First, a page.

Design by Austin Boyer
CD of the Month (Johannes Ockeghem : Les chansons)
It is astonishing and fascinating that two vocal ensembles have simultaneously recorded Johannes Ockeghem’s manageable songs and published them on CD, especially since we know this master of Franco-Flemish vocal polyphony mainly as the creator of polyphonic masses and sacred motets, and for his famous Requiem, the first complete musical setting of a funeral mass.
In the May/June issue of TOCCATA I had the pleasure of discussing the first of two albums of Ockeghem’s songs by the American vocal ensemble Blue Heron. Whereas on this recording a harp or fiddle is occasionally added as the second or third voice, the vocal ensemble Cut Circle and its founder and director Jesse Rodin have decided on a purely vocal version for their recently published complete recording of the songs on the label Musique en Wallonie.
This double album contains 20 traditional secular love songs and lamentations that can be clearly assigned to Ockeghem; arrangements of songs by Juan Cornago and John Bedyngham; Ockeghem’s lament for Binchois; and, as the opening track, the Requiem by Josquin des Prez for Ockeghem himself. Cut Circle specializes in the music of the late middle ages and Renaissance, and on this album has set itself the goal of bringing this sometimes distant music, with its great emotions, very close to us: crying and sighing alternate with sarcastic laughter and exuberant happiness.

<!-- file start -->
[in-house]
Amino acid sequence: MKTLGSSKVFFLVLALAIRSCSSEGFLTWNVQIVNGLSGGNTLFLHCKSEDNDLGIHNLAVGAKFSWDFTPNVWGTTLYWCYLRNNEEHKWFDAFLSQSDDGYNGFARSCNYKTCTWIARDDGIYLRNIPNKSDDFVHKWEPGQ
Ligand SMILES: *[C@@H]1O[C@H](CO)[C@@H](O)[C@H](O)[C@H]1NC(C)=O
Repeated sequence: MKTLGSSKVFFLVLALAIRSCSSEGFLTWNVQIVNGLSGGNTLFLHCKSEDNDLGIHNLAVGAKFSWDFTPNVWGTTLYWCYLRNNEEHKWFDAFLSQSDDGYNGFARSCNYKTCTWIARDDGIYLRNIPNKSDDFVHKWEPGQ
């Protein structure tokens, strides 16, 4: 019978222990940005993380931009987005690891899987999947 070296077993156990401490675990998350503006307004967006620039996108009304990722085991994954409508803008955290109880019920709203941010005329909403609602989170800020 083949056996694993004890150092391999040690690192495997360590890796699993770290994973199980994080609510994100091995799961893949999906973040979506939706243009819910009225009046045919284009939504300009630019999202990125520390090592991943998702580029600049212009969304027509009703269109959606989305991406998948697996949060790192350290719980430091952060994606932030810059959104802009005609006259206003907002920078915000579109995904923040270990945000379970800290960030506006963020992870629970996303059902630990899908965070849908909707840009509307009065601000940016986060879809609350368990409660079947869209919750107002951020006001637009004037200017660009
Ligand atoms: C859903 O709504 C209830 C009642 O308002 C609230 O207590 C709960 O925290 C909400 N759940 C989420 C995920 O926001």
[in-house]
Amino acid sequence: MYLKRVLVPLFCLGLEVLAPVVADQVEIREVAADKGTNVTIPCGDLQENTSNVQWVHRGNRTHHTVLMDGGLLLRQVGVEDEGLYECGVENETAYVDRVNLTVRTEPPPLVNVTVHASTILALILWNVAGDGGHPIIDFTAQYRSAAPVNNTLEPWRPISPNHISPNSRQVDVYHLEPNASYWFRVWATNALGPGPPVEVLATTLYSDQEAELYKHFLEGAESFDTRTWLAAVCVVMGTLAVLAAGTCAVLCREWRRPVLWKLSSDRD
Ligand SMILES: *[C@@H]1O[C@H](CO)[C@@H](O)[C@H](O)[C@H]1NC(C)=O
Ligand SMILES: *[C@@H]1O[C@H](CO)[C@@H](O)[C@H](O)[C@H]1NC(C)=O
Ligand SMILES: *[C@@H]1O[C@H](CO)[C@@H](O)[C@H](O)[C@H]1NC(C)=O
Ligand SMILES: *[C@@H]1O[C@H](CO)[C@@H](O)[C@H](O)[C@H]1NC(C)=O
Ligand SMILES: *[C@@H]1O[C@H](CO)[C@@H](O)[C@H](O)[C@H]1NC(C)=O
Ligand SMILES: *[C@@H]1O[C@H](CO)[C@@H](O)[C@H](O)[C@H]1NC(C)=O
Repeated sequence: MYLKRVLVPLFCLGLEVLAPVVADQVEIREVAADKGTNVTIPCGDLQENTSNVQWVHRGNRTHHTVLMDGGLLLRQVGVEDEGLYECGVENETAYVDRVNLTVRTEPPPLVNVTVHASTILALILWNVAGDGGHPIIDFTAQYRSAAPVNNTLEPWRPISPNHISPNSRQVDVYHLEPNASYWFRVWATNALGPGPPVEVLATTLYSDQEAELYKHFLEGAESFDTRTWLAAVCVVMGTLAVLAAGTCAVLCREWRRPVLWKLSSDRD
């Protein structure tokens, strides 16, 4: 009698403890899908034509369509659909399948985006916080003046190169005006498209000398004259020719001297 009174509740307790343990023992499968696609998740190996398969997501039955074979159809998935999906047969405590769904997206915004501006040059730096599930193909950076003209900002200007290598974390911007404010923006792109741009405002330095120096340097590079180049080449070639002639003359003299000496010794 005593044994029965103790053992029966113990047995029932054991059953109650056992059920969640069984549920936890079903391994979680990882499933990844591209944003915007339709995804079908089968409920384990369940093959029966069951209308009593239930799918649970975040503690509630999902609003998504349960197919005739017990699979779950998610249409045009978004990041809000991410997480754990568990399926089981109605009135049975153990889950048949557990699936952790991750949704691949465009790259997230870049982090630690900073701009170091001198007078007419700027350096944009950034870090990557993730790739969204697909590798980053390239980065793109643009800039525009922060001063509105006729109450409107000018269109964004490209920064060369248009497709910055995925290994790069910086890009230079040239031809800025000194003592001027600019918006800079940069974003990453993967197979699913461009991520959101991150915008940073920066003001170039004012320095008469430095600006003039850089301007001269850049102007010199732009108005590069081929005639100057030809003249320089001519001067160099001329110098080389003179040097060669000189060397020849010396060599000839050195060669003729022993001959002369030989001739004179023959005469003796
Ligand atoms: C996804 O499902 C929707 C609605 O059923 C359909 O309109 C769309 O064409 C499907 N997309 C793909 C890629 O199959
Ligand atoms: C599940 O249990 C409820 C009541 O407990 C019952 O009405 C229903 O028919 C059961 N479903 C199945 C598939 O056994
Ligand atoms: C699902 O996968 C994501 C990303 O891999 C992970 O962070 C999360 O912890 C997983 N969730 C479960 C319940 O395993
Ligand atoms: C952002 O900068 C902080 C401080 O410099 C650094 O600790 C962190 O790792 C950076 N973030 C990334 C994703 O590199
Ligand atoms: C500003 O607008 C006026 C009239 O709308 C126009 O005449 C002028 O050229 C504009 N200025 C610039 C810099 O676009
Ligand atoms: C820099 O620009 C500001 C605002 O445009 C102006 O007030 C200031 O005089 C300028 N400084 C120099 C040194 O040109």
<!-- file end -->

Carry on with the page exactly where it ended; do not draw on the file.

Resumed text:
For example, the self-destructive desperation of a line like “My only sorry is that I am not dead” seems greatly exaggerated to today’s listeners.
It is to the great credit of Cut Circle that they take this accumulation of strong feelings very seriously and do not expose them to involuntary comedy. They achieve this with great individual, expressive, sometimes idiosyncratic expression and thus give each individual song its own color and shape that does not seem monotonous for a single second. With its flexible vocal technique, the ensemble more than does justice to the vocal–technical brilliance and emotional depth of the music. Cut Circle thus clearly distinguishes itself from the traditional English choral tradition and is more oriented toward a French sound ideal.
The overall impression is rounded off by an exemplary accompanying booklet with legible, knowledgeably written texts and four-color illustrations. A big plus of this little book is the translation of the poems into four languages, so the listener can follow the content and understand the differentiated readings of the ensemble wonderfully.